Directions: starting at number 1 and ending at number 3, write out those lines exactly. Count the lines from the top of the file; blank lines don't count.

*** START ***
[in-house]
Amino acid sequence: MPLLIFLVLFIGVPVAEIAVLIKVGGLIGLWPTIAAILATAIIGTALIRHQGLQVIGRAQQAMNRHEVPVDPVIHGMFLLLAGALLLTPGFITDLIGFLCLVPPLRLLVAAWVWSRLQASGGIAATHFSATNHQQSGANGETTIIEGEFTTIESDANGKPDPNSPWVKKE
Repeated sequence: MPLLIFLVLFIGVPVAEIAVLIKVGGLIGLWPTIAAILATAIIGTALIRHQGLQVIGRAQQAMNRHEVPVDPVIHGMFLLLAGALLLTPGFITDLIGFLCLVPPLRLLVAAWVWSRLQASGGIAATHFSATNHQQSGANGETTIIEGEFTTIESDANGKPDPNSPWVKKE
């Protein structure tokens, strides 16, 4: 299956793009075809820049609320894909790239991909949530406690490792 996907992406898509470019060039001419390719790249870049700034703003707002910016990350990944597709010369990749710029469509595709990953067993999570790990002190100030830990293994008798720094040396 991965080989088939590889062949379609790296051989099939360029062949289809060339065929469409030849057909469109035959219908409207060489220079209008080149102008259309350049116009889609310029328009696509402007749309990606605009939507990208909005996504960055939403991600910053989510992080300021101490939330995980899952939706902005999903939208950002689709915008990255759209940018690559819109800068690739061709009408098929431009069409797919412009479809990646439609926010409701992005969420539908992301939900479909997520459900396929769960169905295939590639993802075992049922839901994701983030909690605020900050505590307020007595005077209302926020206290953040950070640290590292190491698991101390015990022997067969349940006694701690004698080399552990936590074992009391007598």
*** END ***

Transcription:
[in-house]
Amino acid sequence: MPLLIFLVLFIGVPVAEIAVLIKVGGLIGLWPTIAAILATAIIGTALIRHQGLQVIGRAQQAMNRHEVPVDPVIHGMFLLLAGALLLTPGFITDLIGFLCLVPPLRLLVAAWVWSRLQASGGIAATHFSATNHQQSGANGETTIIEGEFTTIESDANGKPDPNSPWVKKE
Repeated sequence: MPLLIFLVLFIGVPVAEIAVLIKVGGLIGLWPTIAAILATAIIGTALIRHQGLQVIGRAQQAMNRHEVPVDPVIHGMFLLLAGALLLTPGFITDLIGFLCLVPPLRLLVAAWVWSRLQASGGIAATHFSATNHQQSGANGETTIIEGEFTTIESDANGKPDPNSPWVKKE